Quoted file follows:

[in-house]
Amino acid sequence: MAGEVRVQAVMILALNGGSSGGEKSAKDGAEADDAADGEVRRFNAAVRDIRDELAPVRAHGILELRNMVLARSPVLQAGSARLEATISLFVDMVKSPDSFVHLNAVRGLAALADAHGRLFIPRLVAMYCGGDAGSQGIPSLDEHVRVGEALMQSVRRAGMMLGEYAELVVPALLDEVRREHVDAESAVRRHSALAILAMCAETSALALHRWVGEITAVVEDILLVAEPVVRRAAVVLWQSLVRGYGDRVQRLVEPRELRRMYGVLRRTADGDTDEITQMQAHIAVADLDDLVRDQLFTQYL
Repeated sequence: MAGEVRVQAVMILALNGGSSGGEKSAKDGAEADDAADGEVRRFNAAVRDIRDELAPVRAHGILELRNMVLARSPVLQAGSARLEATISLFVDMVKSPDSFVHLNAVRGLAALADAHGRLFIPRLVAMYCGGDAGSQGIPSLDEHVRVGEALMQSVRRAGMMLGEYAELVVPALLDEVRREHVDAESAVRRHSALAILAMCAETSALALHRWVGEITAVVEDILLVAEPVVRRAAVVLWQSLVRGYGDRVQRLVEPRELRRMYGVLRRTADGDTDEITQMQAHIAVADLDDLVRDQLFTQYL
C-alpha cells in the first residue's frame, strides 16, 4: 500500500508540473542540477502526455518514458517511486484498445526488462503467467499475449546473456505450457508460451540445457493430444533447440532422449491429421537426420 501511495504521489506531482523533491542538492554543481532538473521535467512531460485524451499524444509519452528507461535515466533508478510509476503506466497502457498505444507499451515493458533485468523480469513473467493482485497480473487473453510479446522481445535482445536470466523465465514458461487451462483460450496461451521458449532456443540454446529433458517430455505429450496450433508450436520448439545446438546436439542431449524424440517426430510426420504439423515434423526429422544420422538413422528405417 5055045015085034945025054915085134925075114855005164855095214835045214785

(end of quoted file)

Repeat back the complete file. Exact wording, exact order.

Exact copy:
[in-house]
Amino acid sequence: MAGEVRVQAVMILALNGGSSGGEKSAKDGAEADDAADGEVRRFNAAVRDIRDELAPVRAHGILELRNMVLARSPVLQAGSARLEATISLFVDMVKSPDSFVHLNAVRGLAALADAHGRLFIPRLVAMYCGGDAGSQGIPSLDEHVRVGEALMQSVRRAGMMLGEYAELVVPALLDEVRREHVDAESAVRRHSALAILAMCAETSALALHRWVGEITAVVEDILLVAEPVVRRAAVVLWQSLVRGYGDRVQRLVEPRELRRMYGVLRRTADGDTDEITQMQAHIAVADLDDLVRDQLFTQYL
Repeated sequence: MAGEVRVQAVMILALNGGSSGGEKSAKDGAEADDAADGEVRRFNAAVRDIRDELAPVRAHGILELRNMVLARSPVLQAGSARLEATISLFVDMVKSPDSFVHLNAVRGLAALADAHGRLFIPRLVAMYCGGDAGSQGIPSLDEHVRVGEALMQSVRRAGMMLGEYAELVVPALLDEVRREHVDAESAVRRHSALAILAMCAETSALALHRWVGEITAVVEDILLVAEPVVRRAAVVLWQSLVRGYGDRVQRLVEPRELRRMYGVLRRTADGDTDEITQMQAHIAVADLDDLVRDQLFTQYL
C-alpha cells in the first residue's frame, strides 16, 4: 500500500508540473542540477502526455518514458517511486484498445526488462503467467499475449546473456505450457508460451540445457493430444533447440532422449491429421537426420 501511495504521489506531482523533491542538492554543481532538473521535467512531460485524451499524444509519452528507461535515466533508478510509476503506466497502457498505444507499451515493458533485468523480469513473467493482485497480473487473453510479446522481445535482445536470466523465465514458461487451462483460450496461451521458449532456443540454446529433458517430455505429450496450433508450436520448439545446438546436439542431449524424440517426430510426420504439423515434423526429422544420422538413422528405417 5055045015085034945025054915085134925075114855005164855095214835045214785